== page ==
Until last week, we had never drug our anchor. In fact, we have never even had to try more than once to get the anchor to set. So what works and why did that fail?
On Resolute our anchor setup consists of a Maxwell VWC 1500 windlass, 50 feet of 5/8” 3 strand nylon as the bitter end, 230 feet 5/16” galvanized chain, connected to a 25kg/55lb Rocna anchor.
A few things to point out, we do not use a swivel and have never needed it. The reason behind not using one is because we don’t like having extra things that can break in our setup. We also only have 50 ft of nylon rode because it is simply there as an “oh shit” safety in case we need to let out all our gear and ditch the anchor in an emergency giving us something to cut in a hurry. Lastly, our anchor is huge, in fact, so huge many people like to comment about it while at dock. This is because we like to sleep, sleep is important. I was once told that if people don’t make fun of your anchor, it’s not big enough.
We went with a Rocna anchor because we had heard good things about how they held in nearly any type of bottom and tended to be the choice of most high latitude cruisers who are used to anchoring in unknown sea beds with very strong winds. The main thing here is that it is part of the new breed of “diving” anchors such as Mantus, Spade, and Ultra. All of which are designed to bury deeper and deeper into the bottom the harder the pull.
With this setup we have anchored on rock, sand, mud, and kelp without having a single failure.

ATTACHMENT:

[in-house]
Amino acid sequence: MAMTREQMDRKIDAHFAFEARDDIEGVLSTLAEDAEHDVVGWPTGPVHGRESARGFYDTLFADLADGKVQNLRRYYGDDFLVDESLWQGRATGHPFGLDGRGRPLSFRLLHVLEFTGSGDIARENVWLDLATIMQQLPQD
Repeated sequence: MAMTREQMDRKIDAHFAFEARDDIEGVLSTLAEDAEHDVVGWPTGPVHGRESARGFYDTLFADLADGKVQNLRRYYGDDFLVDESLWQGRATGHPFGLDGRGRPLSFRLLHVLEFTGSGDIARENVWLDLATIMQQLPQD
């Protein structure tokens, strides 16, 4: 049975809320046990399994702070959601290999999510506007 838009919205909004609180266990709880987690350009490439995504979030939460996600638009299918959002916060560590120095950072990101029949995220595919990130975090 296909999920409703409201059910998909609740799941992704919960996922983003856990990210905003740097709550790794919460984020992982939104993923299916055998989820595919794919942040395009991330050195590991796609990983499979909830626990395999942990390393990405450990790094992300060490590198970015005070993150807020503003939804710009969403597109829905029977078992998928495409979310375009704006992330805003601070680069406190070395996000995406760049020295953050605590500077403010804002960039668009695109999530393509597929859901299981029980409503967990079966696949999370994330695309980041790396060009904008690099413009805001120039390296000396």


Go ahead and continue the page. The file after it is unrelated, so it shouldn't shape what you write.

A few of the things we do to ensure a strong anchor set are:
1) Never pile up your chain at the bottom, pay it out slowly as you either drift back on the anchor or reverse back.
2) Once you have let out at least (more if stormy) 4:1 with all chain or 7:1 with rope, back down on the anchor increasing the RPM slowly as to help set the anchor. Once you are not moving (keep a foot on the chain to feel dragging) give it some more throttle and hold it there for some time 10 seconds or so.
3) Once you are satisfied all is well, hang out on the boat for another hour to see how the boat is riding (i.e. not hitting your neighbor!) and make sure the anchor holds with wind shifts.
4) If the water is warm, jump in and see what the anchor is doing! How did it set? Is it near rocks or coral?
Some things not to do while anchoring:
1) Throw all your chain, anchor, and line over at the same time in a big pile.
2) Put out too little scope. We often see people putting out hardly 2:1 scope, and with rope rode at that!
3) Have too small an anchor
4) Leave your boat right after anchoring
5) Forget to check for chafe points on rode
6) Not have the bitter end tied to something
7) Leave the load on the windlass, tie to a cleat using a snubber line
So what went wrong for us this last week?
Well a few things really. We were in Lahaina anchorage on Maui, HI when we were forecast to receive higher winds possibly up to 45 knots. So what did we do, nothing. So complacency was a big factor. I know I just got done preaching about proper anchoring. But what we have noticed is that our setup holds very well. We had 5:1 scope out because the anchorage was deep at 42 ft. And we knew our Rocna holds very well in sand.
The winds held over 30 kts for around 48 hours with periods of sustained 40+. The gust that drug us was 51 kts and our anchor simply pulled a trough around 50 ft through the sand. At this point we let out another 50 ft of chain increasing our scope to around 6:1 and lengthened our snubber line to help absorb more of the shock loading. This held for the remainder of the blow.
I dove the anchor to find out just what had happened the next day and noticed that despite the anchorage looking like nice sand, it was only about 1-2 ft deep and must have had a rock bottom which did not allow the anchor to continue deeper and provide a firmer set.